The Summit Conference That Never Was - May 18, 1960

(Khrushchev: Exercising the Righteous Indignation Clause) 1960 started off rather hopeful. In 1959 a noticeable thaw was taking place in the Cold W

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(Khrushchev: Exercising the Righteous Indignation Clause)

1960 started off rather hopeful. In 1959 a noticeable thaw was taking place in the Cold War. Soviet Premier Nikita Khrushchev made a visit to the U.S., cultural exchange programs were going full force and all was looking optimistic that maybe we all could get along after all. May 17th was slated to be the day the first major summit conference between the NATO powers and The Soviet Union would begin.

And then came the U-2 spy plane incident. The U.S. had been sending regular reconnaissance missions over Soviet territory, taking pictures of military installations. On May 1st, the Russians shot down one of the planes, announcing to the world on May 5th they had captured the pilot Francis Gary Powers.

At first, the State Department denied the plane was on a spy mission, saying Powers was flying over Turkey and had become unconscious, sending the plane in auto-pilot over Soviet air space and all was an unfortunate accident. But later, the story was recanted and officials conceded Powers was really on a spy mission.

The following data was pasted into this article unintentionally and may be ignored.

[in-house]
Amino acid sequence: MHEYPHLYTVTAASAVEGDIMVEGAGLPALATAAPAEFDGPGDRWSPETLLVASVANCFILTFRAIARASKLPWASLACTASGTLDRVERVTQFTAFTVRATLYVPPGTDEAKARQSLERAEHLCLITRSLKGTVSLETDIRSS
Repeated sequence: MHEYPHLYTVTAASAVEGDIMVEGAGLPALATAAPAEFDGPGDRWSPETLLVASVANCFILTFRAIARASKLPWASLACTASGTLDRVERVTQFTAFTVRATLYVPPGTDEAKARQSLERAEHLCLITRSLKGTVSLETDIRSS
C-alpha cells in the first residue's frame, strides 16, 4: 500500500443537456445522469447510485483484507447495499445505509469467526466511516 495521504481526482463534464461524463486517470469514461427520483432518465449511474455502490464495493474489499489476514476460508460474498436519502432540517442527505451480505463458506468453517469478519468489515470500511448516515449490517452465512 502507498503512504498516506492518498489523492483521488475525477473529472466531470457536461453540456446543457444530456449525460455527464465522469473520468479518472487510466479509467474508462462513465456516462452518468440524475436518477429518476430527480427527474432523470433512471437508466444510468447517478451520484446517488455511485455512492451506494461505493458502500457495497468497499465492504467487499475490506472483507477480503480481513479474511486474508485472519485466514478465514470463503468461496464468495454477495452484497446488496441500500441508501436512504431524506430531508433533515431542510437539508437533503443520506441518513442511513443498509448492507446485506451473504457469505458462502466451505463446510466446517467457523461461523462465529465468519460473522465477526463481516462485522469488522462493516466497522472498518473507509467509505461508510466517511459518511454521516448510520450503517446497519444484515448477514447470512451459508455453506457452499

With last minute negotiations via British Prime Minister Harold MacMillan as go-between, Eisenhower agreed to suspend future flights, but refused to apologize for the incident.

Khrushchev promptly pulled the plug on the much hoped-for summit conference on May 17th and issued a stinging three-hour denunciation of the West at the Press Conference in Paris on May 18th.

Whether it was a calculated move on Khrushchev's part, knuckling to pressure from the hawkish elements of the Politburo (that would cost him his job in 1964) or it was a supreme blunder on the part of the Eisenhower administration has been a topic of dispute for years.

In any event - on this day in 1960, the Cold War got a whole lot colder.

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